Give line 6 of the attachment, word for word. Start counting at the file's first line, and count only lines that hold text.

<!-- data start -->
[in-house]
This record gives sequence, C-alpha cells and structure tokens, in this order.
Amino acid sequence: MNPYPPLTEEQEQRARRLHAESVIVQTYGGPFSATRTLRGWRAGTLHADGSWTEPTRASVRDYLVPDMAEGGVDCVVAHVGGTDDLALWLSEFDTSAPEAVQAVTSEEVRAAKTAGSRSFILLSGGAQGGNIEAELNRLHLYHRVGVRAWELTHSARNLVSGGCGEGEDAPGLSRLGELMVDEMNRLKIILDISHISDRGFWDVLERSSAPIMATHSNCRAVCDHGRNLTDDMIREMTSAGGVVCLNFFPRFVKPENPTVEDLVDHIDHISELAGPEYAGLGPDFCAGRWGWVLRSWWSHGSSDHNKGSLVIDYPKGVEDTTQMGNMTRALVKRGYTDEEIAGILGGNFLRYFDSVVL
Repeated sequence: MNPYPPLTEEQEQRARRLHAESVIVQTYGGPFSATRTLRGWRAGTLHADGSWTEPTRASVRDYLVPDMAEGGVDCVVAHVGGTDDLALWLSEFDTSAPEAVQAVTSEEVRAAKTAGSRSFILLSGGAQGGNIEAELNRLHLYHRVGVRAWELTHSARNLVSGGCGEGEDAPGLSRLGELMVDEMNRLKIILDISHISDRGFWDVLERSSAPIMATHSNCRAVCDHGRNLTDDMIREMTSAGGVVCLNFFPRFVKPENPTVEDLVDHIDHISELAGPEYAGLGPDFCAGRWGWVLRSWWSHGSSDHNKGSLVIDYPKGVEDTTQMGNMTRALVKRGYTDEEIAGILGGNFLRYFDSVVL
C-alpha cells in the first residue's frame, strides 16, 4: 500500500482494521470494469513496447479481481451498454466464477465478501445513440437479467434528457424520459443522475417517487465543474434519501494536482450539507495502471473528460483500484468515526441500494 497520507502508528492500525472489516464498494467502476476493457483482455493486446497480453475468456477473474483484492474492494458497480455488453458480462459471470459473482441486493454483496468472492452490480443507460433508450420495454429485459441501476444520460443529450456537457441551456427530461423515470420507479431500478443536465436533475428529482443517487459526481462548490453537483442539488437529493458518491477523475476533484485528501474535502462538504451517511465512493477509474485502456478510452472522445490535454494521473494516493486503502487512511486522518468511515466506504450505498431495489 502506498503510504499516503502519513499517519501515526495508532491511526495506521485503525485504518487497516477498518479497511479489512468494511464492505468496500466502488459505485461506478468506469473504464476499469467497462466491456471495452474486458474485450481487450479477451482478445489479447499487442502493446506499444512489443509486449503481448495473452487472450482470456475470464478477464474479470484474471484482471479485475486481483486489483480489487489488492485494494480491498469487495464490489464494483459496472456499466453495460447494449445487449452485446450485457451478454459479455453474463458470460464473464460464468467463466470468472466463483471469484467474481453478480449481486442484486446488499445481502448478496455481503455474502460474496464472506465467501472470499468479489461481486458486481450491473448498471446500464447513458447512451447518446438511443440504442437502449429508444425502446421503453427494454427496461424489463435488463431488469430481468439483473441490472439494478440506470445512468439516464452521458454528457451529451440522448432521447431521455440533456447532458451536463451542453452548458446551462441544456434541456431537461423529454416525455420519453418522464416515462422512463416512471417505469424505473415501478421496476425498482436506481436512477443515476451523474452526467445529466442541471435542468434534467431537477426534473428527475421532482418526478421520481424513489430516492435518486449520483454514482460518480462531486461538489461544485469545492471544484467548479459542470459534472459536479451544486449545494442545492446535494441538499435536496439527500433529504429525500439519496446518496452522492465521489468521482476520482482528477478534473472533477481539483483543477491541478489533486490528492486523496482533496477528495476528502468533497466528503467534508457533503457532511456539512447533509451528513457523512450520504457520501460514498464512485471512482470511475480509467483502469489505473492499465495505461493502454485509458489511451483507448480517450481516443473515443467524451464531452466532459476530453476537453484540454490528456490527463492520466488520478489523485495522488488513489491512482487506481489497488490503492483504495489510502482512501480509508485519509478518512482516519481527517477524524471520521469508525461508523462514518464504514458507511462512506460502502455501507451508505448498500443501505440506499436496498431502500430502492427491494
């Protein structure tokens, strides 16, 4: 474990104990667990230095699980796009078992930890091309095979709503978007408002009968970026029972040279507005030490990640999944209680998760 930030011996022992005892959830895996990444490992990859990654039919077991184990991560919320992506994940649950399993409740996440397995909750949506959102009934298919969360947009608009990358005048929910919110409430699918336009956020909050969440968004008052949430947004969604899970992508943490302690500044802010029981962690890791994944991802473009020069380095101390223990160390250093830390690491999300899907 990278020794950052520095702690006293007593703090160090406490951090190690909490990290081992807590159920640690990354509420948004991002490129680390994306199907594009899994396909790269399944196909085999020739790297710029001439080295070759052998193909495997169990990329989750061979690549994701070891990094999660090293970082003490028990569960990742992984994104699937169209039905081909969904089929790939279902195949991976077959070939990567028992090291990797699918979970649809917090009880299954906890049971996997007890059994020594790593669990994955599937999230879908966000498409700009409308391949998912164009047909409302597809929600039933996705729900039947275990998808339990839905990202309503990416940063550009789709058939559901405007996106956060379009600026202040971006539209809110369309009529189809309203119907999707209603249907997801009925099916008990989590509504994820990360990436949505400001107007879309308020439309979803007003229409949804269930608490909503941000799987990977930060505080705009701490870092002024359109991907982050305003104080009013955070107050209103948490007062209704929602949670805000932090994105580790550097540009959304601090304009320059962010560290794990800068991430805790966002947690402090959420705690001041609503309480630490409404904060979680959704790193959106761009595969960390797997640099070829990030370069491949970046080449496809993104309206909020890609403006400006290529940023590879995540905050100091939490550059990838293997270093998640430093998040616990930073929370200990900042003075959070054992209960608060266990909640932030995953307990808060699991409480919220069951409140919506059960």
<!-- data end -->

């Protein structure tokens, strides 16, 4: 474990104990667990230095699980796009078992930890091309095979709503978007408002009968970026029972040279507005030490990640999944209680998760 930030011996022992005892959830895996990444490992990859990654039919077991184990991560919320992506994940649950399993409740996440397995909750949506959102009934298919969360947009608009990358005048929910919110409430699918336009956020909050969440968004008052949430947004969604899970992508943490302690500044802010029981962690890791994944991802473009020069380095101390223990160390250093830390690491999300899907 990278020794950052520095702690006293007593703090160090406490951090190690909490990290081992807590159920640690990354509420948004991002490129680390994306199907594009899994396909790269399944196909085999020739790297710029001439080295070759052998193909495997169990990329989750061979690549994701070891990094999660090293970082003490028990569960990742992984994104699937169209039905081909969904089929790939279902195949991976077959070939990567028992090291990797699918979970649809917090009880299954906890049971996997007890059994020594790593669990994955599937999230879908966000498409700009409308391949998912164009047909409302597809929600039933996705729900039947275990998808339990839905990202309503990416940063550009789709058939559901405007996106956060379009600026202040971006539209809110369309009529189809309203119907999707209603249907997801009925099916008990989590509504994820990360990436949505400001107007879309308020439309979803007003229409949804269930608490909503941000799987990977930060505080705009701490870092002024359109991907982050305003104080009013955070107050209103948490007062209704929602949670805000932090994105580790550097540009959304601090304009320059962010560290794990800068991430805790966002947690402090959420705690001041609503309480630490409404904060979680959704790193959106761009595969960390797997640099070829990030370069491949970046080449496809993104309206909020890609403006400006290529940023590879995540905050100091939490550059990838293997270093998640430093998040616990930073929370200990900042003075959070054992209960608060266990909640932030995953307990808060699991409480919220069951409140919506059960």